Health & Medicine

Doctors exempt SLO County kids from vaccines twice as often as California average, data show

The number of kindergartners who began school with all their vaccines remained high in San Luis Obispo County last year — a relief to public health officers who for years worried about potential outbreaks of previously eradicated diseases such as measles and whooping cough.

Yet, local children continue to receive doctor’s notes exempting them from one or more vaccines twice as often as the state average.

The countywide rate of fully-vaccinated children entering school in the 2018-19 school year was just shy of the 95 percent guideline or “herd immunity” believed to protect the community, the most recent data from the California Department of Public Health show.

At its lowest point in 2013, only 85.55 percent of children entering school in the county had all their vaccines. And, some schools continue to report relatively low vaccination rates for students.

Most children without full immunization are those with personal medical exemptions — and local officials say tighter regulations are needed to identify cases in which the exemption is not medically legitimate.

In other words, they want to stop doctors from potentially selling medical exemptions to children who they say don’t really need them. That, officials say, would prevent vaccination rates from plummeting again.

Vaccination rates slip as medical exemptions rise

San Luis Obispo County parents claim exemptions far more often than parents in other parts of the state.

In fact, 2.3 percent of kindergartners attending private and public schools in the county in the 2018-2019 school year were exempted from at least one vaccine. That’s more than twice the rate of the state average of 0.9 percent.

Parents who don’t want their kids vaccinated are turning to doctors to get documentation for personal medical exemptions, whether they’re medically justified or not.

That’s borne out in the data.

>>> These SLO County schools have low vaccination rates — and that could affect your child

A Tribune analysis found the rate of medical exemptions increased since state legislators eliminated the ability of parents to claim a personal belief exemption, and some speculate that a few doctors are simply selling exemptions to those who want them.

“A small number of doctors (in San Luis Obispo County) are issuing a fair number of medical exemptions,” said Rick Rosen, the county’s deputy public health officer.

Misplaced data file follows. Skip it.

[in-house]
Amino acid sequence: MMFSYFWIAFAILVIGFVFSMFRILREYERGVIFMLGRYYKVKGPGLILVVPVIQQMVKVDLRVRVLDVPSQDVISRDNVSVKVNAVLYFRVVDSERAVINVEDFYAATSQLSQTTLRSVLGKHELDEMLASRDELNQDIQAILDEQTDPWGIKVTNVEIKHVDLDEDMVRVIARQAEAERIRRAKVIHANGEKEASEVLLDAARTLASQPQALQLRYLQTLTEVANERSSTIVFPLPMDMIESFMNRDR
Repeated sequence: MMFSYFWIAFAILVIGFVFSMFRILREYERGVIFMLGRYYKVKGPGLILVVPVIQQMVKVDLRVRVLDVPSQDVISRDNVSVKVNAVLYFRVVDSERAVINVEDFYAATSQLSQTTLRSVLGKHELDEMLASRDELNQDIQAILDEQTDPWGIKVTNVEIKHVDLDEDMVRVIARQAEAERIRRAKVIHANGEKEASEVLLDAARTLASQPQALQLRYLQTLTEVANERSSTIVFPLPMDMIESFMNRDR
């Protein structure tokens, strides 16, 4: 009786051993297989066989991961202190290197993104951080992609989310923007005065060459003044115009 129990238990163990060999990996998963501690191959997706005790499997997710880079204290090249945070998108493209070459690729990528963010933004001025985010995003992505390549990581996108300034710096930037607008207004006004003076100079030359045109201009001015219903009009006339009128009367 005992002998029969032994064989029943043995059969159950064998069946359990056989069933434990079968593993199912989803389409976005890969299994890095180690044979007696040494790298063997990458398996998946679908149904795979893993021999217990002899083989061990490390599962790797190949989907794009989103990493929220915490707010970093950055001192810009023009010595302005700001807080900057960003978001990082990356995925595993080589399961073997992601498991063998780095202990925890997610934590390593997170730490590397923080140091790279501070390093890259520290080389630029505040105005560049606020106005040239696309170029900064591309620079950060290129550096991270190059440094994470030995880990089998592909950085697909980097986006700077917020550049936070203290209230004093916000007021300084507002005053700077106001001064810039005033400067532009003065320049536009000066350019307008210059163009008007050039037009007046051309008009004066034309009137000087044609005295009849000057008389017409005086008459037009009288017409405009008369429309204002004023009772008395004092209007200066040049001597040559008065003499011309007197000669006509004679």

It doesn’t help, he said, that “the reasoning for providing a medical exemption can be very vague. You can say, ‘family history,’ without any testing and that can work.”

Legislation proposed by state Sen. Richard Pan, D-Sacramento, would tighten medical exemptions to a narrow list of criteria defined by the Centers for Disease Control and Prevention, and give the state health department authority to review and decline them.

Some parents worry that giving the state so much control undermines parental rights and puts their children’s health in harm’s way — and they’re considering leaving California if the bill passes.

Meanwhile, more than 1,100 cases of measles have been confirmed in 30 states since the beginning of January as outbreaks sweep across the nation, according to the Centers for Disease Control and Prevention.

That’s up from last year, when 372 cases of measles were confirmed. The disease was declared eliminated from the United States in 2000.

A market for doctors’ notes

“The increase of people asking for exemptions is baffling,” said Dr. Rene Bravo, a pediatrician who practices in San Luis Obispo.

He’s experienced more dynamic conversations around vaccines, their risks and their value. Parents are asking about herd immunity and the safety of the shots. He said that’s a good thing.

“Vaccinations are probably one of the greatest health interventions in the last century,” Bravo said.

Even though he a strong proponent of vaccinations, he is also a “strong supporter of parents’ rights.”

He will treat patients who are not fully vaccinated, Bravo said, something that some doctors in the area refuse to do. But he won’t go so far as to issue a medical exemption when he has determined it’s not medically justified.

Bravo has been asked to do so, he said, by “some that don’t have a good reason.”

“It’s hard to ethically participate in that,” Bravo said.

As of 2019, the Medical Board of California has disciplined one doctor for wrongly writing a medical exemption.

Bob Sears, an Orange County pediatrician, was ordered to take medical education and ethics courses after he issued the exemption without reviewing the child’s medical history.

If the bill to tighten exemptions passes, the medical board may be reviewing a lot more cases.

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Monica Vaughan reports on health, Cal Poly, San Luis Obispo County, oil and wildlife at The Tribune. She previously covered crime and justice in the Sacramento Valley, is a graduate of the University of Oregon journalism school and is a sixth-generation Californian. Have an idea for a story? Email: